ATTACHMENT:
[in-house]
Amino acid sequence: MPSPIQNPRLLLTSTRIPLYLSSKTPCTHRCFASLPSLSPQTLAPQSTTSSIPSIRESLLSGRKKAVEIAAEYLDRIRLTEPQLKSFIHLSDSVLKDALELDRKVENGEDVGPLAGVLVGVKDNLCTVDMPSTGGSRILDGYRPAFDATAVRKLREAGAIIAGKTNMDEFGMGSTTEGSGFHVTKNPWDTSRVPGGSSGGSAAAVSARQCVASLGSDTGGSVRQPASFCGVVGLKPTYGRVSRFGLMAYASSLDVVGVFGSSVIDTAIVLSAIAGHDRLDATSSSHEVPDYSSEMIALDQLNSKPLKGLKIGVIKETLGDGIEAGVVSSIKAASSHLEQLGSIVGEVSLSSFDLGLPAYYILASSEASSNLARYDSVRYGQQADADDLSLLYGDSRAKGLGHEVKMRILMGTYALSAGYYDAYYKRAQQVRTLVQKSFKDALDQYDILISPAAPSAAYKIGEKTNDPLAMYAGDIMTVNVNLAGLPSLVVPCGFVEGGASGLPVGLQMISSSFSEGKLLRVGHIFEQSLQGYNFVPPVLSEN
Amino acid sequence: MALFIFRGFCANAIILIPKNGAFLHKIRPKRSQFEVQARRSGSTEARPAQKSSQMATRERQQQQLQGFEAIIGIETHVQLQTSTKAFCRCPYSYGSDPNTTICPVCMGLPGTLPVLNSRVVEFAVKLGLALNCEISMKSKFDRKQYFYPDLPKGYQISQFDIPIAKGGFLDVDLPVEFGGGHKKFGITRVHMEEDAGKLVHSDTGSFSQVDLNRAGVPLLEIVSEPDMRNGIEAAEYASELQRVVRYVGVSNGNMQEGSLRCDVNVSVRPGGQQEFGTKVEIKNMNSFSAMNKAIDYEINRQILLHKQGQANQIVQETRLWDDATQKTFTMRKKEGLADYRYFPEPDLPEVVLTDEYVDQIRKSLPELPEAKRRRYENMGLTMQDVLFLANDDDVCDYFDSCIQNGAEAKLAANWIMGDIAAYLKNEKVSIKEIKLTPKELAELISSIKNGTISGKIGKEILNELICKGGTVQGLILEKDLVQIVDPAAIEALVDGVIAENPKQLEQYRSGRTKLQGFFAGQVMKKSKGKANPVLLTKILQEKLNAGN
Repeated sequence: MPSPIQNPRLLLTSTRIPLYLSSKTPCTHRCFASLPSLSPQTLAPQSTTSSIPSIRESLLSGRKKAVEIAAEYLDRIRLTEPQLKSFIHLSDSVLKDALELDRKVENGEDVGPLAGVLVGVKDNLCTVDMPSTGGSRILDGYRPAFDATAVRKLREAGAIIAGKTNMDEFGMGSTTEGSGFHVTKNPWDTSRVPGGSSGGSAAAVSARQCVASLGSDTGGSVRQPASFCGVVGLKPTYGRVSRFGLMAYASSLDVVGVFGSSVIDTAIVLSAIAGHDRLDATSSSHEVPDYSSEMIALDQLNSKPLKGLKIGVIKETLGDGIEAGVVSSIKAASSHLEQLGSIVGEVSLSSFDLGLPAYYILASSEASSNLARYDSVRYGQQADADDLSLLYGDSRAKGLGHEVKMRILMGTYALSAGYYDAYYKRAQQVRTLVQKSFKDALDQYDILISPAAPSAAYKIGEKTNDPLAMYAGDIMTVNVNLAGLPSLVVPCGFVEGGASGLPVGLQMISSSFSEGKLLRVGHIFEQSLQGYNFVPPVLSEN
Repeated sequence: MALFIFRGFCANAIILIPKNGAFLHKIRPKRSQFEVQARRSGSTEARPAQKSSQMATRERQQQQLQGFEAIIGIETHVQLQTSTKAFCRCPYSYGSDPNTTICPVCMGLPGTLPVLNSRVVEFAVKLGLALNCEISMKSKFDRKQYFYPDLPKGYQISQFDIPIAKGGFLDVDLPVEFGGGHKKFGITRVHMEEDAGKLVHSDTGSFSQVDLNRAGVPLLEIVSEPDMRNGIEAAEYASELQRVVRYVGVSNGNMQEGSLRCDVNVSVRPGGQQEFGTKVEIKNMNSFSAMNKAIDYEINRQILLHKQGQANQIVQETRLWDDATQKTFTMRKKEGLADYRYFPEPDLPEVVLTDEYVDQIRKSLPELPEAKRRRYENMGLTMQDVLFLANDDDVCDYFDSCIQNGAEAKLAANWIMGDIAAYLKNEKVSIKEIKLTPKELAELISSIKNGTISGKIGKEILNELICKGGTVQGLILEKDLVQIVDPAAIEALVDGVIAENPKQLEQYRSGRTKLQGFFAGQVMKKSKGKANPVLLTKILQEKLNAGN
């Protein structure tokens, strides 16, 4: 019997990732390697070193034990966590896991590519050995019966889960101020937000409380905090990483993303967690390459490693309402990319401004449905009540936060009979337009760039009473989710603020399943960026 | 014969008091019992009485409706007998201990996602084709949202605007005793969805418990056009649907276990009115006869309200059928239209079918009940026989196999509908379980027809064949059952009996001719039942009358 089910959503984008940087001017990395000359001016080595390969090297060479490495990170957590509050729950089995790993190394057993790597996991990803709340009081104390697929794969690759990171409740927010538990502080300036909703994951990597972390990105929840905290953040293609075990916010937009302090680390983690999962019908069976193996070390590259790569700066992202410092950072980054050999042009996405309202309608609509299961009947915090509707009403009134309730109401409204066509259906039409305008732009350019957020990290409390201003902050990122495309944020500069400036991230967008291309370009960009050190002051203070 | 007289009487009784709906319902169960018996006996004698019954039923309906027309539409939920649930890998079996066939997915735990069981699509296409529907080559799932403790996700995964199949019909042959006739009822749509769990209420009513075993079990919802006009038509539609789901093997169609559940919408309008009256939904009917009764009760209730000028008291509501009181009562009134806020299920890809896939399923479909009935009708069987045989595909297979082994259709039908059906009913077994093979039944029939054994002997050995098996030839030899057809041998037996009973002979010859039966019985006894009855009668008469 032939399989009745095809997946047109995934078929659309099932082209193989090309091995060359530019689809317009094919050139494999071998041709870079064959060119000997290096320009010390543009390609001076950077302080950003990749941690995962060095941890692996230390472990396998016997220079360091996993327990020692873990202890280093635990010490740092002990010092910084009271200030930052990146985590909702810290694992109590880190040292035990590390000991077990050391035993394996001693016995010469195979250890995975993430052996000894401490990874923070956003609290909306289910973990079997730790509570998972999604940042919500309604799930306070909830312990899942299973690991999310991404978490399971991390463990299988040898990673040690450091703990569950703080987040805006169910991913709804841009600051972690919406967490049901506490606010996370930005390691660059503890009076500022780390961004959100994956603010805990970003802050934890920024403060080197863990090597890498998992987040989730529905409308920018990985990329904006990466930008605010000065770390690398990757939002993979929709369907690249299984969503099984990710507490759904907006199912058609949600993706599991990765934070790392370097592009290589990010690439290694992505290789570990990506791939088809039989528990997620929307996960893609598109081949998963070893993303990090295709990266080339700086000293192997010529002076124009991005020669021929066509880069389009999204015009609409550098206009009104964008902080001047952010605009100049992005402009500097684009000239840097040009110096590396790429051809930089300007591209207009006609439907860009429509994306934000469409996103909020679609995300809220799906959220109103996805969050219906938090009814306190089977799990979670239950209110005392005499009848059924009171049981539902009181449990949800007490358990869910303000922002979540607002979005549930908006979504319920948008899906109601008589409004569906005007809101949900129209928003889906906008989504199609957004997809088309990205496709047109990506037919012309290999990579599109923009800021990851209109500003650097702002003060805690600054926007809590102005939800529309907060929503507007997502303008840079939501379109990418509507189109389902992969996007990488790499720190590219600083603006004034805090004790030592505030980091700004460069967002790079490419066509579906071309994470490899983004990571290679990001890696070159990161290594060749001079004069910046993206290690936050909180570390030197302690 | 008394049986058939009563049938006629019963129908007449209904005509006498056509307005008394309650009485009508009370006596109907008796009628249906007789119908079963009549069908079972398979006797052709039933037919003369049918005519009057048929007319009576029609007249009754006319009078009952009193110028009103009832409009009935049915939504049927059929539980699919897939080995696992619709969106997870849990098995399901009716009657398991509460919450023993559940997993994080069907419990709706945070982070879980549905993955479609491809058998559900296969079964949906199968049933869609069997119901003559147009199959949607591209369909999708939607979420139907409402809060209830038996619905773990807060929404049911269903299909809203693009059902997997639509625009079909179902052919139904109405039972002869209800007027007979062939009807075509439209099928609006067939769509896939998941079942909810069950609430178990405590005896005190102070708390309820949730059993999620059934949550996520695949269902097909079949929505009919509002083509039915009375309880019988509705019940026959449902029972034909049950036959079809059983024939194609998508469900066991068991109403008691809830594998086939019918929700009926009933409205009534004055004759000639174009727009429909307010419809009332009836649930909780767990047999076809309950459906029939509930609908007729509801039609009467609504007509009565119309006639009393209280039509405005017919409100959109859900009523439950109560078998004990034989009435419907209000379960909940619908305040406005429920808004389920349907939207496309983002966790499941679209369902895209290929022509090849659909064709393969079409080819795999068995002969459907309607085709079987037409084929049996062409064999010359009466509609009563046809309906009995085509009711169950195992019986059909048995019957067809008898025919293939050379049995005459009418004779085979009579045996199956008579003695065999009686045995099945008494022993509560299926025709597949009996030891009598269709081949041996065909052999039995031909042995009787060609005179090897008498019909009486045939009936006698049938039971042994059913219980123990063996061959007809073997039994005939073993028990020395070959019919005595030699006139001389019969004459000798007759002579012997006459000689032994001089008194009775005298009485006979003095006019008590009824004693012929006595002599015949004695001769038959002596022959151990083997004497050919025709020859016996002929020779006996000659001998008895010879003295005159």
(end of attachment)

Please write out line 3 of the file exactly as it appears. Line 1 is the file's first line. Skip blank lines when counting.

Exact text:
Amino acid sequence: MALFIFRGFCANAIILIPKNGAFLHKIRPKRSQFEVQARRSGSTEARPAQKSSQMATRERQQQQLQGFEAIIGIETHVQLQTSTKAFCRCPYSYGSDPNTTICPVCMGLPGTLPVLNSRVVEFAVKLGLALNCEISMKSKFDRKQYFYPDLPKGYQISQFDIPIAKGGFLDVDLPVEFGGGHKKFGITRVHMEEDAGKLVHSDTGSFSQVDLNRAGVPLLEIVSEPDMRNGIEAAEYASELQRVVRYVGVSNGNMQEGSLRCDVNVSVRPGGQQEFGTKVEIKNMNSFSAMNKAIDYEINRQILLHKQGQANQIVQETRLWDDATQKTFTMRKKEGLADYRYFPEPDLPEVVLTDEYVDQIRKSLPELPEAKRRRYENMGLTMQDVLFLANDDDVCDYFDSCIQNGAEAKLAANWIMGDIAAYLKNEKVSIKEIKLTPKELAELISSIKNGTISGKIGKEILNELICKGGTVQGLILEKDLVQIVDPAAIEALVDGVIAENPKQLEQYRSGRTKLQGFFAGQVMKKSKGKANPVLLTKILQEKLNAGN